Yet even the most rational of minds could not escape Opening Day without some faint flicker of hope. A 28-year-old, second-year outfielder made sure of that.
Until John Mayberry Jr. sent a fastball rattling into the rightfield corner yesterday afternoon, the Phillies looked to be competing in the first game in baseball history to be called on account of perpetuity. By the end of it, the top four hitters in the lineup had combined for one hit in 14 at-bats. When Ty Wigginton hit a one-out single in the seventh inning, he became just the fourth runner to reach base in the 10 previous offensive frames. Turns out, he also set the stage for a player who 2 days earlier might have been wondering whether his best chance at an everyday job had already passed him by.
Mayberry had finally entered a spring training with the inside track on a regular job. He was coming off a 2011 season in which he hit 15 home runs among 33 extra-base hits in 296 plate appearances, the vast majority coming after an early-season demotion to Triple A. But then fellow outfielder Juan Pierre emerged as a potential leadoff man, and Mayberry posted an on-base percentage of just .259 in Grapefruit League play, and as the Phillies flew to Pittsburgh for yesterday's game, Charlie Manuel seemed to be leaning toward the known commodity.
That changed on Tuesday evening, when the veteran manager pulled Mayberry aside and told him that he would be an Opening Day starter for the first time.
"It was awesome," Mayberry said later. "It was a great feeling to start my first Opening Day, and it was great to just kind of spin off of last year."
Last year, he was a role player in a lineup that featured Raul Ibanez in leftfield. Yesterday, he single-handedly ensured that Halladay's dominant effort would not be rewarded with a loss. In the fourth inning, he chased down a long fly ball off the bat of Neil Walker and made a stretching catch while striding onto the warning track to send Pirates speedster Andrew McCutchen scrambling back to first base. Quantifying defense is a difficult task, but you can count that one as a run saved.
"I thought it was enough of a line drive that it was going to stay in, but I didn't know if he was going to get to it," Halladay said. "The guy is a tremendous outfielder. He's got that sneaky-quick athletic body. He gets to those balls and he makes them look easy. I was fortunate he was out there."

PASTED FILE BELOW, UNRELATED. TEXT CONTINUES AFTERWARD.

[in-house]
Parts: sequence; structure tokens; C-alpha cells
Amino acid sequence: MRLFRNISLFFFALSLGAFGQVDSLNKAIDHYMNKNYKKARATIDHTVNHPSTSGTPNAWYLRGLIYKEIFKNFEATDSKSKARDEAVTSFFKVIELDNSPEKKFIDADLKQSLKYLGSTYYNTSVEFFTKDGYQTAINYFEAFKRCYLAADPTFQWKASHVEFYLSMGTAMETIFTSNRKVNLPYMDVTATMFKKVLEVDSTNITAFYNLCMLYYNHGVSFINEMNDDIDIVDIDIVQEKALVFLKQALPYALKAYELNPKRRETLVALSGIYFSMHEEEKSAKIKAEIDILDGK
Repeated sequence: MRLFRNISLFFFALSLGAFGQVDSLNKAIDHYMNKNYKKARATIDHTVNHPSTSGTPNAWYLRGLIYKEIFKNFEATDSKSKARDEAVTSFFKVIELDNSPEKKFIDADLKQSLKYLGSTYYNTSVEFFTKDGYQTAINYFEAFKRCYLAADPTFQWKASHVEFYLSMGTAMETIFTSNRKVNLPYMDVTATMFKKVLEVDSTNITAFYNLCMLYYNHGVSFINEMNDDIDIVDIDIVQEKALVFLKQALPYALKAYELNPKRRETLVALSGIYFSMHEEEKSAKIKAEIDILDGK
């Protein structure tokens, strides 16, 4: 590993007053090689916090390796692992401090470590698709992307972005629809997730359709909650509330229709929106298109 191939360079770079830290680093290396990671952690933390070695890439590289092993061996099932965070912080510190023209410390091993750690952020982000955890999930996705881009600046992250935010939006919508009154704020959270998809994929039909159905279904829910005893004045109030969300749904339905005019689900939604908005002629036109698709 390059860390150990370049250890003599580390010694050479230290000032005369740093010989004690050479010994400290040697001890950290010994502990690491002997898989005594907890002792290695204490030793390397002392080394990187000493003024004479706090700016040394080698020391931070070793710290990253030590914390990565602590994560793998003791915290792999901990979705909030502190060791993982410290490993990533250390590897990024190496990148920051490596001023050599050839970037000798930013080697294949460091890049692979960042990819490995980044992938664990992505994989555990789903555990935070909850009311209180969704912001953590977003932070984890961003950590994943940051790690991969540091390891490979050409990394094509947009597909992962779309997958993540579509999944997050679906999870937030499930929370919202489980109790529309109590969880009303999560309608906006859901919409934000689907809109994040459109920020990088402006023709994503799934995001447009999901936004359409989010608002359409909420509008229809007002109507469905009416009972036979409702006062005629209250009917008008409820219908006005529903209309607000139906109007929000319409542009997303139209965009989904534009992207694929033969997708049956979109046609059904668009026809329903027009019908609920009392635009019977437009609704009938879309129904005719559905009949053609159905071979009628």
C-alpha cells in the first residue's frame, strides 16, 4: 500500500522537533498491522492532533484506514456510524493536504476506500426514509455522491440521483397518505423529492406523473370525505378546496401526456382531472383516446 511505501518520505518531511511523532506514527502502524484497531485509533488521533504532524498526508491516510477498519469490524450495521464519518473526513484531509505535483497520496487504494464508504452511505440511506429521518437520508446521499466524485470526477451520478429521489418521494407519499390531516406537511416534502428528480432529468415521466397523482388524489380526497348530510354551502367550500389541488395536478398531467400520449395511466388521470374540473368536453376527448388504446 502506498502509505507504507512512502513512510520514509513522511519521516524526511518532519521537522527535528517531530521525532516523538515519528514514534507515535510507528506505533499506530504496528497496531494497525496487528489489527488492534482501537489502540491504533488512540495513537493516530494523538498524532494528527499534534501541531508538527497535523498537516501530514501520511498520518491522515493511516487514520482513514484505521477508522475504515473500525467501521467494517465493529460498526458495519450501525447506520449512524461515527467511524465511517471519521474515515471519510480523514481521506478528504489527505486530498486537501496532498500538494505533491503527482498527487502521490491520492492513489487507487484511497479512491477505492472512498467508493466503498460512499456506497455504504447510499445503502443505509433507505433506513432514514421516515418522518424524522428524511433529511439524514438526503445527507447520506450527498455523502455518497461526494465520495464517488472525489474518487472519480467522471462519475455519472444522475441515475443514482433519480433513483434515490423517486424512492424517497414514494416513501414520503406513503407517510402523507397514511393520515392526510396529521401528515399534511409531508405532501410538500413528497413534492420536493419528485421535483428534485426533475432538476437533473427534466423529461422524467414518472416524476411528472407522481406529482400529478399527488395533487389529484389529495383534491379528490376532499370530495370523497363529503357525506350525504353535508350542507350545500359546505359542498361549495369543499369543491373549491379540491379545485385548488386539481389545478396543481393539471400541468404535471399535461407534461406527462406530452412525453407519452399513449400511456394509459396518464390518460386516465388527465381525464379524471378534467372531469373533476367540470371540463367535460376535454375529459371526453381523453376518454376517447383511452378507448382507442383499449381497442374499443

The next inning, Mayberry made another difficult play on a long fly ball, which helped to preserve the scoreless tie he would later break in the seventh. Erik Bedard had spent the majority of the afternoon locating every pitch in his arsenal, particularly a curveball that kept freezing Phillies hitters and catching different corners of the plate. After fouling off a first-pitch changeup, Mayberry picked up a fastball and laced it to rightfield. Many a major league baserunner would have scored from first on the play, but Wigginton is not among them. So Juan Samuel held him up at third and left the rest for Carlos Ruiz, who hit a shallow sacrifice fly that drifted just far enough to beat the tag.
After it was over, Mayberry sat in front of a video screen and watched replays of his at-bats. He learned the fleeting nature of success last year, hitting a walkoff single in a season-opening win over the Astros, then finding himself in the minor leagues after little more than a month.
More often than not, Opening Day means nothing more than the first of 162. For Mayberry, though, it meant a chance. At the very least, he earned himself another.
Contact David Murphy at firstname.lastname@example.org
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